• What you're doing (water activities will lead to loss of sunscreen)

Remember that even if you opt for a medium or higher SPF, that doesn't mean that you're not going to get a tan. It just means that you're not going to burn as quickly. Just because you get a sun burn, that doesn't mean that you're going to get a good tan. Generally, the worse the burn, the less that you'll tan.

Sunscreen

Sunscreen comes in a lotion, spray, gel, or some other topical product that contains various chemicals and agents that absorb the sun's UV radiation, which helps prevent sun burnt skin and future skin problems.

Sunscreen is a good option to choose for sun protection, but you want to watch out because even though it is manufactured to protect skin damage, the chemicals that absorb the UV rays can also be broken down on the skin potentially causing other problems.

Some studies believe that some cases of breast cancer and basal cell carcinoma in women and some cases of melanoma in men are actually caused by sunscreen. Sunscreen products are highly unregulated, most of which actually contain ingredients which offer inadequate protection from the sun's rays.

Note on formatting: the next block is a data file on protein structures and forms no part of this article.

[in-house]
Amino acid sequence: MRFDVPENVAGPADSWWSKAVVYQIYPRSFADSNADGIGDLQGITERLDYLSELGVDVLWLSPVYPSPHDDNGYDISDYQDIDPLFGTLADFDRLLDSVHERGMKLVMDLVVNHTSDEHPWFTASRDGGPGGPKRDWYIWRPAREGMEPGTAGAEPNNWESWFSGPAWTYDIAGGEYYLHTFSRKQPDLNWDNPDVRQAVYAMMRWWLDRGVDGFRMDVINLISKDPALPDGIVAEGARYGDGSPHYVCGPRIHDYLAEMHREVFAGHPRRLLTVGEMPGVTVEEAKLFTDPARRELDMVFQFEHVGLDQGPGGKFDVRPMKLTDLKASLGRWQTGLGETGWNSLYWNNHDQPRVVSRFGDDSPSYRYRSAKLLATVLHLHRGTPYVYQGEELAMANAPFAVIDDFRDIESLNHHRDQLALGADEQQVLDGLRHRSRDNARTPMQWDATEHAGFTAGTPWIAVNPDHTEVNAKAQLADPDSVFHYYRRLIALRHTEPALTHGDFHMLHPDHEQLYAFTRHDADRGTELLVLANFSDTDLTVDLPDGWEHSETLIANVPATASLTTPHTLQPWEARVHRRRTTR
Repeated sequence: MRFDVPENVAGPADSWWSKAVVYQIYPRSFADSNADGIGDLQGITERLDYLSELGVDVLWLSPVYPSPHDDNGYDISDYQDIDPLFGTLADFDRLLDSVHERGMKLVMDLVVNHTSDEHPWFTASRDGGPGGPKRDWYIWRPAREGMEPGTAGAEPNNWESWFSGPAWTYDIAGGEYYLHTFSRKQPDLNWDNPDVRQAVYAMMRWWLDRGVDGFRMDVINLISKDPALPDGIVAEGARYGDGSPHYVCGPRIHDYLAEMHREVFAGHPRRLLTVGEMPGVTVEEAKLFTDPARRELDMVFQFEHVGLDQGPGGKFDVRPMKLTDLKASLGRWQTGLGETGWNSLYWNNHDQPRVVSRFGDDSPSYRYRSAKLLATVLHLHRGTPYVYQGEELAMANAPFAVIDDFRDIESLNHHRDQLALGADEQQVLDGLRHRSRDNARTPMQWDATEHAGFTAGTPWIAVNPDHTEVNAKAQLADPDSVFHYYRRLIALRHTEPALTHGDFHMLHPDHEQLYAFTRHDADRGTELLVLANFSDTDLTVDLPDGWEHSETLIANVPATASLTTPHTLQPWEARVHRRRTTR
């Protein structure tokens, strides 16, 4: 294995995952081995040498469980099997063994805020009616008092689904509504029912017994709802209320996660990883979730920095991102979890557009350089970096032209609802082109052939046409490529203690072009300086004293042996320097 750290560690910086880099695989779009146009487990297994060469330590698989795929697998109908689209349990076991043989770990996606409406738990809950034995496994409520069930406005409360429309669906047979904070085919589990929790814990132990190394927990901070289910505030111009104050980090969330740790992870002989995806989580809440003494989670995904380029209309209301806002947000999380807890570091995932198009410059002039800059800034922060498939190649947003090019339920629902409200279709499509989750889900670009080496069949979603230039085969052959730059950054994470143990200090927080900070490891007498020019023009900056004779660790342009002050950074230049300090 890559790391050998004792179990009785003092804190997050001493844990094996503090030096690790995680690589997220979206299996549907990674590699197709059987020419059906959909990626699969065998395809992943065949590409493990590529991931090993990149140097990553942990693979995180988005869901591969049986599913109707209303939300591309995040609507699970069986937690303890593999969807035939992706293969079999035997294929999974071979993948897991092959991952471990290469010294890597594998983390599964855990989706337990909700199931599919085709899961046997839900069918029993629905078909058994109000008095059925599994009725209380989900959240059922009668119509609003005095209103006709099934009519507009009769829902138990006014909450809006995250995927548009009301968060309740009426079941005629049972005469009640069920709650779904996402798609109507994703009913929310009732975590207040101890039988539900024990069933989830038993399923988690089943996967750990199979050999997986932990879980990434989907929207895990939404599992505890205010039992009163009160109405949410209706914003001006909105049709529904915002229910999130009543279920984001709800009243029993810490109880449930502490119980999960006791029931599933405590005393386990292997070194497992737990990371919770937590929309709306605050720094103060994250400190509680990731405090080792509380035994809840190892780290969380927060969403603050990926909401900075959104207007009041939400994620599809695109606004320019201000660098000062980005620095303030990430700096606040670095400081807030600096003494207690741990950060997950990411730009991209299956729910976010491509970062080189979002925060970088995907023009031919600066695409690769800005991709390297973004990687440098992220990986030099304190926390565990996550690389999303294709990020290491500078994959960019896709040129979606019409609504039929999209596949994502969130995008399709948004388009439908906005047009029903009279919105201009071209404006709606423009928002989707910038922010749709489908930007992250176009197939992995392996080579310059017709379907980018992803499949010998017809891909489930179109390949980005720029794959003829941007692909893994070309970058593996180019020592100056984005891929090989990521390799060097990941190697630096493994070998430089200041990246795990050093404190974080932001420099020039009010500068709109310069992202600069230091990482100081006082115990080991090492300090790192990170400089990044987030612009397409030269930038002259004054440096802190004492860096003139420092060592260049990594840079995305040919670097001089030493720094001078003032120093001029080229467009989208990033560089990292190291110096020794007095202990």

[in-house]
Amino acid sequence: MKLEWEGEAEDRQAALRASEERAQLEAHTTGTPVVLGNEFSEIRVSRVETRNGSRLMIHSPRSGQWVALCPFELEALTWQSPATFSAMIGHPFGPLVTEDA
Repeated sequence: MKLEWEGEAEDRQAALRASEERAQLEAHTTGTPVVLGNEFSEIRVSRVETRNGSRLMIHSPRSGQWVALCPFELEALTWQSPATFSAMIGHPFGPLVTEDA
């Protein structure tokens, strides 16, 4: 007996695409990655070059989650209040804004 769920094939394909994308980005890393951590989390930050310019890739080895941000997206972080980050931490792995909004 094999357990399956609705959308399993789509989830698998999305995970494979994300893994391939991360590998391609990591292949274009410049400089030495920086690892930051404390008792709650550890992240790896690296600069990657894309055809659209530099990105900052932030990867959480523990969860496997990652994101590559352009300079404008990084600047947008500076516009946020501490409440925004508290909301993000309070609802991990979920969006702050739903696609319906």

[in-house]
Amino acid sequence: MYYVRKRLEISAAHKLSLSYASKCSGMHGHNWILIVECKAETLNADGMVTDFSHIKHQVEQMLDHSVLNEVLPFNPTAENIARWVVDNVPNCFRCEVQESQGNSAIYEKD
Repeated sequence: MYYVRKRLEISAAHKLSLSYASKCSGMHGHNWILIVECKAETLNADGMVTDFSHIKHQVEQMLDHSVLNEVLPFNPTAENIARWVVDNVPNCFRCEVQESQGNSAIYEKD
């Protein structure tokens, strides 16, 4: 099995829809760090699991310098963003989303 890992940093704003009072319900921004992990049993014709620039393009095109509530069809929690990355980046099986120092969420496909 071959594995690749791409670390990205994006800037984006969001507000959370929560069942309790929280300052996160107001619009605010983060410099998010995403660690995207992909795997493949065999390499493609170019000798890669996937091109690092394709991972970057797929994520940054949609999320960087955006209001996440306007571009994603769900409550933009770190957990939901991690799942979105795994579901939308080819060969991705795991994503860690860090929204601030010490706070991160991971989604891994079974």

Sunscreen blocks UVB rays, but it does not protect the skin from UVA. For maximum protection, you'll probably want to make sure that you can block as much UV rays as you can. Remember that sunscreen needs to be applied frequently, every two hours in the least, in order to get the full benefit of the product.

Sunblock

Sunblock is generally going to be a better option when choosing sunscreen or sunblock. Sunblock reflects UV rays versus absorb them. Sunblock does not contain the same harsh chemicals that are in sunscreen.

Sunblock is much safe for babies and children since it contains fewer potentially harmful ingredients and it blocks both UVA and UVB rays.